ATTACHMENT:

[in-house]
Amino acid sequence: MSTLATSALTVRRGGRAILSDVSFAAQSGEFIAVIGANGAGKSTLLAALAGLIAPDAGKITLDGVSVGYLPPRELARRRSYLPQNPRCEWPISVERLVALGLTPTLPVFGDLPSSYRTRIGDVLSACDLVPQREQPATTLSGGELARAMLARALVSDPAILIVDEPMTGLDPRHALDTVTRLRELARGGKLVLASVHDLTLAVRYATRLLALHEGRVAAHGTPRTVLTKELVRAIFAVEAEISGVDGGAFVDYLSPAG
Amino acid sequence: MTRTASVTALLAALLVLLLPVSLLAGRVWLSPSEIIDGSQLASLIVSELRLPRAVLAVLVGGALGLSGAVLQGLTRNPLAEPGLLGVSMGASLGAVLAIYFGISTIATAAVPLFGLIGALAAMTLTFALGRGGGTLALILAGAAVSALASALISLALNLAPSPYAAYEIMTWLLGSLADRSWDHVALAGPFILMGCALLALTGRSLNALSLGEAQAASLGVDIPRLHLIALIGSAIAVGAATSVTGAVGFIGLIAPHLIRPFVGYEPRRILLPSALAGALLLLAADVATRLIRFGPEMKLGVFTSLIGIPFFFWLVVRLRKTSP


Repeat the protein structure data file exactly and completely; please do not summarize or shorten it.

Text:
[in-house]
Amino acid sequence: MSTLATSALTVRRGGRAILSDVSFAAQSGEFIAVIGANGAGKSTLLAALAGLIAPDAGKITLDGVSVGYLPPRELARRRSYLPQNPRCEWPISVERLVALGLTPTLPVFGDLPSSYRTRIGDVLSACDLVPQREQPATTLSGGELARAMLARALVSDPAILIVDEPMTGLDPRHALDTVTRLRELARGGKLVLASVHDLTLAVRYATRLLALHEGRVAAHGTPRTVLTKELVRAIFAVEAEISGVDGGAFVDYLSPAG
Amino acid sequence: MTRTASVTALLAALLVLLLPVSLLAGRVWLSPSEIIDGSQLASLIVSELRLPRAVLAVLVGGALGLSGAVLQGLTRNPLAEPGLLGVSMGASLGAVLAIYFGISTIATAAVPLFGLIGALAAMTLTFALGRGGGTLALILAGAAVSALASALISLALNLAPSPYAAYEIMTWLLGSLADRSWDHVALAGPFILMGCALLALTGRSLNALSLGEAQAASLGVDIPRLHLIALIGSAIAVGAATSVTGAVGFIGLIAPHLIRPFVGYEPRRILLPSALAGALLLLAADVATRLIRFGPEMKLGVFTSLIGIPFFFWLVVRLRKTSP